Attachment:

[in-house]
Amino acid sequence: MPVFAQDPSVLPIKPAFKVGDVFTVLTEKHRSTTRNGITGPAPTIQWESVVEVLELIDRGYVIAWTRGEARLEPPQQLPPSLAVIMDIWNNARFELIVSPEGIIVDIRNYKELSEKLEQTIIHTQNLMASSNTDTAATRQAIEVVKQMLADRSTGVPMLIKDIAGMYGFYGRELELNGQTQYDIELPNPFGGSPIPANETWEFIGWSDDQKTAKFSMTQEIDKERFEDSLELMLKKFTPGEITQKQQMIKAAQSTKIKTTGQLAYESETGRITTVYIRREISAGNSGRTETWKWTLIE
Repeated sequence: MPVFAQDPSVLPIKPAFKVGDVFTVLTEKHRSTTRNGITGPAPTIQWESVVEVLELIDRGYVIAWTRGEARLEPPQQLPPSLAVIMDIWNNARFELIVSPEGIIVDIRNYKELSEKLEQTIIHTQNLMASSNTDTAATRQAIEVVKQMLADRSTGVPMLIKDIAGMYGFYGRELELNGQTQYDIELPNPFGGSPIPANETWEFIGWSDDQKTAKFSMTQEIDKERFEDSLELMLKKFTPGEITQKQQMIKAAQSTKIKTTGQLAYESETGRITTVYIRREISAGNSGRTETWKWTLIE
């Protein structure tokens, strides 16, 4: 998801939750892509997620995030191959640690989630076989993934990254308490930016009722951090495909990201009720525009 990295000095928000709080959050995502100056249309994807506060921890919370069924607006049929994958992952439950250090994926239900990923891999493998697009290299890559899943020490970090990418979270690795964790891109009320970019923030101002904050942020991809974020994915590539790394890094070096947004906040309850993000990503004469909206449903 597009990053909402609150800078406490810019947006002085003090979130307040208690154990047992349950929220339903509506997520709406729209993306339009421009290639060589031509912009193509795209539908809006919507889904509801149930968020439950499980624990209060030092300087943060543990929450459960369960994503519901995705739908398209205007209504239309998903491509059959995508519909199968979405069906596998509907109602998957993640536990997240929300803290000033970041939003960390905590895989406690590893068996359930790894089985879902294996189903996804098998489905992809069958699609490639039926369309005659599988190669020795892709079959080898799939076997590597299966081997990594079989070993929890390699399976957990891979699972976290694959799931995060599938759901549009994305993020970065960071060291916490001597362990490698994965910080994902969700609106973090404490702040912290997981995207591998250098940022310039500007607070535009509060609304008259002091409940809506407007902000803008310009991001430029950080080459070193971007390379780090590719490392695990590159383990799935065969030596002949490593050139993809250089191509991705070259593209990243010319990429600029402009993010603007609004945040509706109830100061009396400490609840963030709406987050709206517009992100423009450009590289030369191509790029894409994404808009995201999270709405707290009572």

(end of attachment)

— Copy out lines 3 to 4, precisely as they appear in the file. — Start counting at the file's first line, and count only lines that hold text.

Repeated sequence: MPVFAQDPSVLPIKPAFKVGDVFTVLTEKHRSTTRNGITGPAPTIQWESVVEVLELIDRGYVIAWTRGEARLEPPQQLPPSLAVIMDIWNNARFELIVSPEGIIVDIRNYKELSEKLEQTIIHTQNLMASSNTDTAATRQAIEVVKQMLADRSTGVPMLIKDIAGMYGFYGRELELNGQTQYDIELPNPFGGSPIPANETWEFIGWSDDQKTAKFSMTQEIDKERFEDSLELMLKKFTPGEITQKQQMIKAAQSTKIKTTGQLAYESETGRITTVYIRREISAGNSGRTETWKWTLIE
């Protein structure tokens, strides 16, 4: 998801939750892509997620995030191959640690989630076989993934990254308490930016009722951090495909990201009720525009 990295000095928000709080959050995502100056249309994807506060921890919370069924607006049929994958992952439950250090994926239900990923891999493998697009290299890559899943020490970090990418979270690795964790891109009320970019923030101002904050942020991809974020994915590539790394890094070096947004906040309850993000990503004469909206449903 597009990053909402609150800078406490810019947006002085003090979130307040208690154990047992349950929220339903509506997520709406729209993306339009421009290639060589031509912009193509795209539908809006919507889904509801149930968020439950499980624990209060030092300087943060543990929450459960369960994503519901995705739908398209205007209504239309998903491509059959995508519909199968979405069906596998509907109602998957993640536990997240929300803290000033970041939003960390905590895989406690590893068996359930790894089985879902294996189903996804098998489905992809069958699609490639039926369309005659599988190669020795892709079959080898799939076997590597299966081997990594079989070993929890390699399976957990891979699972976290694959799931995060599938759901549009994305993020970065960071060291916490001597362990490698994965910080994902969700609106973090404490702040912290997981995207591998250098940022310039500007607070535009509060609304008259002091409940809506407007902000803008310009991001430029950080080459070193971007390379780090590719490392695990590159383990799935065969030596002949490593050139993809250089191509991705070259593209990243010319990429600029402009993010603007609004945040509706109830100061009396400490609840963030709406987050709206517009992100423009450009590289030369191509790029894409994404808009995201999270709405707290009572």